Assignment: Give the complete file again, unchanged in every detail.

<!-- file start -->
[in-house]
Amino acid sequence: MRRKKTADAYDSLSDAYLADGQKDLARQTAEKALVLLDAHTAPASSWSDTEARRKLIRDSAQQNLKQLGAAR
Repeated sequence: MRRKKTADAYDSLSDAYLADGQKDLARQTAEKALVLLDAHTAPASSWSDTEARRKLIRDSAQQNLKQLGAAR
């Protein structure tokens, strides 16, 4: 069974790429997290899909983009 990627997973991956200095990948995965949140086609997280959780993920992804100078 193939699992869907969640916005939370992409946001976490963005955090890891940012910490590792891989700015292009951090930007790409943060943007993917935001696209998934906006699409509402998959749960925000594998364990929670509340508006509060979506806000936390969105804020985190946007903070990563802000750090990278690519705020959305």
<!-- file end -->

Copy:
[in-house]
Amino acid sequence: MRRKKTADAYDSLSDAYLADGQKDLARQTAEKALVLLDAHTAPASSWSDTEARRKLIRDSAQQNLKQLGAAR
Repeated sequence: MRRKKTADAYDSLSDAYLADGQKDLARQTAEKALVLLDAHTAPASSWSDTEARRKLIRDSAQQNLKQLGAAR
């Protein structure tokens, strides 16, 4: 069974790429997290899909983009 990627997973991956200095990948995965949140086609997280959780993920992804100078 193939699992869907969640916005939370992409946001976490963005955090890891940012910490590792891989700015292009951090930007790409943060943007993917935001696209998934906006699409509402998959749960925000594998364990929670509340508006509060979506806000936390969105804020985190946007903070990563802000750090990278690519705020959305």